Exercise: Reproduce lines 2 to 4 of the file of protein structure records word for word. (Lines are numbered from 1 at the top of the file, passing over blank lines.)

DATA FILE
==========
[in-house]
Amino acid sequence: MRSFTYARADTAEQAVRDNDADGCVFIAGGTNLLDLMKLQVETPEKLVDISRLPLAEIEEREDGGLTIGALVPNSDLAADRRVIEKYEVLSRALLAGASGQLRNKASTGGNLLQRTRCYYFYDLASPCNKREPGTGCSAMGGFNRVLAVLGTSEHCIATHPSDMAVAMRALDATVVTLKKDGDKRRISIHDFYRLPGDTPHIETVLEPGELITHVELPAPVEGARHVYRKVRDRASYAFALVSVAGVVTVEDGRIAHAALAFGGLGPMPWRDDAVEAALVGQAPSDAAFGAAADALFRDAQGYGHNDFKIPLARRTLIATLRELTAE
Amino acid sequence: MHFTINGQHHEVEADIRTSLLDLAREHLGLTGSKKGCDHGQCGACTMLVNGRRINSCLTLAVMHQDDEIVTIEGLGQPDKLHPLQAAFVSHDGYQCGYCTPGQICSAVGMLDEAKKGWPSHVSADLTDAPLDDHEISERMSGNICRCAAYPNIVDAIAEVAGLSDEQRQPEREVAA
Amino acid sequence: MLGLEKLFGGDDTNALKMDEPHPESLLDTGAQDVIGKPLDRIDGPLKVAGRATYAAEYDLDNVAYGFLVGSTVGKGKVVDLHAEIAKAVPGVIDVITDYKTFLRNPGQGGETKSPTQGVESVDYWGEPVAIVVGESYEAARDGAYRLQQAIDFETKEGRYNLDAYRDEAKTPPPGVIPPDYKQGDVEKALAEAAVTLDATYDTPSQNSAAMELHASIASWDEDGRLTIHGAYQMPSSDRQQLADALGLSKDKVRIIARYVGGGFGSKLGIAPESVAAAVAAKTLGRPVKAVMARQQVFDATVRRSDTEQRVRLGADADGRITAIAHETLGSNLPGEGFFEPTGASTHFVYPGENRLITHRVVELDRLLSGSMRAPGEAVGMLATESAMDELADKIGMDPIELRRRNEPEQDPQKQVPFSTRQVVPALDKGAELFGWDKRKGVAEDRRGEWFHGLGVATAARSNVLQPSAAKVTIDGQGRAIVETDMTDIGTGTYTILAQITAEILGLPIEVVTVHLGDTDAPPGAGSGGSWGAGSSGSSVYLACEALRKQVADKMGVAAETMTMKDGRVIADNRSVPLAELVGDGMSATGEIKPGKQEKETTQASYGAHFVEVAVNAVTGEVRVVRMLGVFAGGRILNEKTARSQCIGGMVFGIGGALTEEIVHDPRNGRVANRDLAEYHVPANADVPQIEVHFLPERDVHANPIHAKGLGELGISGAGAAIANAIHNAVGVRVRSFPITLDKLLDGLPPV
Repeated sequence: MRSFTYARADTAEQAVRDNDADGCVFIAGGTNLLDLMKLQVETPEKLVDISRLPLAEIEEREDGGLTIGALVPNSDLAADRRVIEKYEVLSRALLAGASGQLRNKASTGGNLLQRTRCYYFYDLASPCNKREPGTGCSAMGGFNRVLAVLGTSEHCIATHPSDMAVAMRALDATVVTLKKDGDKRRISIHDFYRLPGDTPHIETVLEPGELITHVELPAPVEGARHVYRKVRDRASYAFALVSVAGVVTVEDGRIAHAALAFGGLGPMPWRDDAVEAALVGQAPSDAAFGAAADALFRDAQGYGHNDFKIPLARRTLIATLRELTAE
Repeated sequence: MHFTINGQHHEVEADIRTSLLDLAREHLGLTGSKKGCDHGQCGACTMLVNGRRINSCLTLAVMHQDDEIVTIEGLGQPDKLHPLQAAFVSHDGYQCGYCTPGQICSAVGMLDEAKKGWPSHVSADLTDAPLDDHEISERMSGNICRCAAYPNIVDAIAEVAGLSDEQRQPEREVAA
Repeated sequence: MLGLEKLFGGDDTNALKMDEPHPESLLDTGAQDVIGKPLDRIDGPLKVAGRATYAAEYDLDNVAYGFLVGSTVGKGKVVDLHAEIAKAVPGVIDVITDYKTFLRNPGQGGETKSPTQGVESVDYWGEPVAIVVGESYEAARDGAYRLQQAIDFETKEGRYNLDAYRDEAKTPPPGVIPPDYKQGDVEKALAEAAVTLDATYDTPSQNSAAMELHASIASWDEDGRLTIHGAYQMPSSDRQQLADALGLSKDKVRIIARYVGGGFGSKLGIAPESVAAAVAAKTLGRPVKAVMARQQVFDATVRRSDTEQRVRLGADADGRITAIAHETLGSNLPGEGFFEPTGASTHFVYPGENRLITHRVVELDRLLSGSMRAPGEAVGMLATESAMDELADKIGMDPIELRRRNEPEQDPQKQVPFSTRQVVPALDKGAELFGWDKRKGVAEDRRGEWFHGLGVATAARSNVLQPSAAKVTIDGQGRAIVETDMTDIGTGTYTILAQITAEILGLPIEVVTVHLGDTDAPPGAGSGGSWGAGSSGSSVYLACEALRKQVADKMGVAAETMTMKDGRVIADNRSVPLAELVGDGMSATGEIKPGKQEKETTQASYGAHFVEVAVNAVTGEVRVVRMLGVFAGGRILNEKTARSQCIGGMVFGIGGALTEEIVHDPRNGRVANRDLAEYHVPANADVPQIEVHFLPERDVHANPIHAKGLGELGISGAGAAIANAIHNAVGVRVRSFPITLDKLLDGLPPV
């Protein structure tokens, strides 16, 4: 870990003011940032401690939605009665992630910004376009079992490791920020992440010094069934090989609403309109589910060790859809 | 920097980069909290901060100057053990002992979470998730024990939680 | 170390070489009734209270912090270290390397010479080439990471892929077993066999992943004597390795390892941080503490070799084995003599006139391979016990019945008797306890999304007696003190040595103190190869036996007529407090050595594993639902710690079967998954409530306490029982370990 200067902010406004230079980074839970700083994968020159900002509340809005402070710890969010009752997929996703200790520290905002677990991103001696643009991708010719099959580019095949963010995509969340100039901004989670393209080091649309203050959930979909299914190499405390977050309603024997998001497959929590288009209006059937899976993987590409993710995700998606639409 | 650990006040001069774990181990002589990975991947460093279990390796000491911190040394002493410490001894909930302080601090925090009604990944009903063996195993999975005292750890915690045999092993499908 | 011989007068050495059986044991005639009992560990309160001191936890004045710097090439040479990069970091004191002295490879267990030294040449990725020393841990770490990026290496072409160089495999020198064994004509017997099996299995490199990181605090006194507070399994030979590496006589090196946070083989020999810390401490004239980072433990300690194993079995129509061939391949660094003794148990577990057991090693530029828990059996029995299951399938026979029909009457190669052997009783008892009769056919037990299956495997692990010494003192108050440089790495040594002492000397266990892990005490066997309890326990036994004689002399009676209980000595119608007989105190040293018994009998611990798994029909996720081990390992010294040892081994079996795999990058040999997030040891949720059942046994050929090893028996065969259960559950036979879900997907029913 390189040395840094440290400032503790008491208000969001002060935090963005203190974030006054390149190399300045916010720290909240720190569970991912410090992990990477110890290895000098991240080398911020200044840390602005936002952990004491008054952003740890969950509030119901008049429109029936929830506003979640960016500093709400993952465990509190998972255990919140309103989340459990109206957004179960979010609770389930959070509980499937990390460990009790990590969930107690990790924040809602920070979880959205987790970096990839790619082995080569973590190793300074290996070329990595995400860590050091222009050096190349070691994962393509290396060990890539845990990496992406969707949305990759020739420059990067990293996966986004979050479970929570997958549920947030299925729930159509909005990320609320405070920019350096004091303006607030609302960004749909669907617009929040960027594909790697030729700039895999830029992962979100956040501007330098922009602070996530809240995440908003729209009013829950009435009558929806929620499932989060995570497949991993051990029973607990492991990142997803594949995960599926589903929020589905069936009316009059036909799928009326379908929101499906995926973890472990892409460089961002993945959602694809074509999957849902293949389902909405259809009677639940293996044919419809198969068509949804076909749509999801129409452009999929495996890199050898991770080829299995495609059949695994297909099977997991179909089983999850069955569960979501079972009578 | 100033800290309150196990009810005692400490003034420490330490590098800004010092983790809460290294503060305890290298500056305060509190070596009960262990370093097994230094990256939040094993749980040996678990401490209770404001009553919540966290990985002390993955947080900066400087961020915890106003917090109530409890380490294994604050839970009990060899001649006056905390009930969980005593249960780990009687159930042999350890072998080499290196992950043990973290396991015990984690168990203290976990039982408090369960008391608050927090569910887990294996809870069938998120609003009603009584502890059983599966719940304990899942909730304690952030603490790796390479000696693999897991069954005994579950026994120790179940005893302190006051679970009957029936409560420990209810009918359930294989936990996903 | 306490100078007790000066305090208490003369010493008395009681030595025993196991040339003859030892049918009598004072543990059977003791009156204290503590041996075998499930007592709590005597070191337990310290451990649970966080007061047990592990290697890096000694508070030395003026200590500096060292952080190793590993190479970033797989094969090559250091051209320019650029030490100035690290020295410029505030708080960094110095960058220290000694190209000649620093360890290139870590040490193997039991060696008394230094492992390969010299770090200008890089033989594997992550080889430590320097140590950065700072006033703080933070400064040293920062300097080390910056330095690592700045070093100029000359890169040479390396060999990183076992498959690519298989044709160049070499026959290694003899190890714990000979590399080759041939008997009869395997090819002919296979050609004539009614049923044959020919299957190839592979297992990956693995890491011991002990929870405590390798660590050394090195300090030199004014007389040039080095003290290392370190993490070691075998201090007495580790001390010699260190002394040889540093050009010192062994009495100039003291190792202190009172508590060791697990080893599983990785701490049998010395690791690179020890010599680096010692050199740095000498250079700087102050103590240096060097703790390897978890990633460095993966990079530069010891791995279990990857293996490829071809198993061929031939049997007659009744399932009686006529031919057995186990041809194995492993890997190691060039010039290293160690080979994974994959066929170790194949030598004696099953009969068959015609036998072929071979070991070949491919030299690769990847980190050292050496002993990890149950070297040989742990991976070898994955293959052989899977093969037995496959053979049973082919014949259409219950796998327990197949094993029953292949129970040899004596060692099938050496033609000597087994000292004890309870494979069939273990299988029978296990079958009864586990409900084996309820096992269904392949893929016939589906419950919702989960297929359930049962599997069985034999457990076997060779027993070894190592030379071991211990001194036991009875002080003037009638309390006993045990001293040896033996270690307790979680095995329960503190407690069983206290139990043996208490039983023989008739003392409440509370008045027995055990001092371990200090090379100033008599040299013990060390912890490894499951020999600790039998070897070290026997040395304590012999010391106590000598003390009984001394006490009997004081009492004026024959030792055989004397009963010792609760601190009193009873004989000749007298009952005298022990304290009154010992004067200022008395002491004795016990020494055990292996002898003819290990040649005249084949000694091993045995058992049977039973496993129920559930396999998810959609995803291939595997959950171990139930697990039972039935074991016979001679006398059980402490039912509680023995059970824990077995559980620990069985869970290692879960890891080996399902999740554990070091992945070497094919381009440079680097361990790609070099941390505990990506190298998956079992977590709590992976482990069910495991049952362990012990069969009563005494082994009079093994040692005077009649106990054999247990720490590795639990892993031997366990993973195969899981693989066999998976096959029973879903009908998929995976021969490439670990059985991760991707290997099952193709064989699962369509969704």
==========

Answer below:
Amino acid sequence: MRSFTYARADTAEQAVRDNDADGCVFIAGGTNLLDLMKLQVETPEKLVDISRLPLAEIEEREDGGLTIGALVPNSDLAADRRVIEKYEVLSRALLAGASGQLRNKASTGGNLLQRTRCYYFYDLASPCNKREPGTGCSAMGGFNRVLAVLGTSEHCIATHPSDMAVAMRALDATVVTLKKDGDKRRISIHDFYRLPGDTPHIETVLEPGELITHVELPAPVEGARHVYRKVRDRASYAFALVSVAGVVTVEDGRIAHAALAFGGLGPMPWRDDAVEAALVGQAPSDAAFGAAADALFRDAQGYGHNDFKIPLARRTLIATLRELTAE
Amino acid sequence: MHFTINGQHHEVEADIRTSLLDLAREHLGLTGSKKGCDHGQCGACTMLVNGRRINSCLTLAVMHQDDEIVTIEGLGQPDKLHPLQAAFVSHDGYQCGYCTPGQICSAVGMLDEAKKGWPSHVSADLTDAPLDDHEISERMSGNICRCAAYPNIVDAIAEVAGLSDEQRQPEREVAA
Amino acid sequence: MLGLEKLFGGDDTNALKMDEPHPESLLDTGAQDVIGKPLDRIDGPLKVAGRATYAAEYDLDNVAYGFLVGSTVGKGKVVDLHAEIAKAVPGVIDVITDYKTFLRNPGQGGETKSPTQGVESVDYWGEPVAIVVGESYEAARDGAYRLQQAIDFETKEGRYNLDAYRDEAKTPPPGVIPPDYKQGDVEKALAEAAVTLDATYDTPSQNSAAMELHASIASWDEDGRLTIHGAYQMPSSDRQQLADALGLSKDKVRIIARYVGGGFGSKLGIAPESVAAAVAAKTLGRPVKAVMARQQVFDATVRRSDTEQRVRLGADADGRITAIAHETLGSNLPGEGFFEPTGASTHFVYPGENRLITHRVVELDRLLSGSMRAPGEAVGMLATESAMDELADKIGMDPIELRRRNEPEQDPQKQVPFSTRQVVPALDKGAELFGWDKRKGVAEDRRGEWFHGLGVATAARSNVLQPSAAKVTIDGQGRAIVETDMTDIGTGTYTILAQITAEILGLPIEVVTVHLGDTDAPPGAGSGGSWGAGSSGSSVYLACEALRKQVADKMGVAAETMTMKDGRVIADNRSVPLAELVGDGMSATGEIKPGKQEKETTQASYGAHFVEVAVNAVTGEVRVVRMLGVFAGGRILNEKTARSQCIGGMVFGIGGALTEEIVHDPRNGRVANRDLAEYHVPANADVPQIEVHFLPERDVHANPIHAKGLGELGISGAGAAIANAIHNAVGVRVRSFPITLDKLLDGLPPV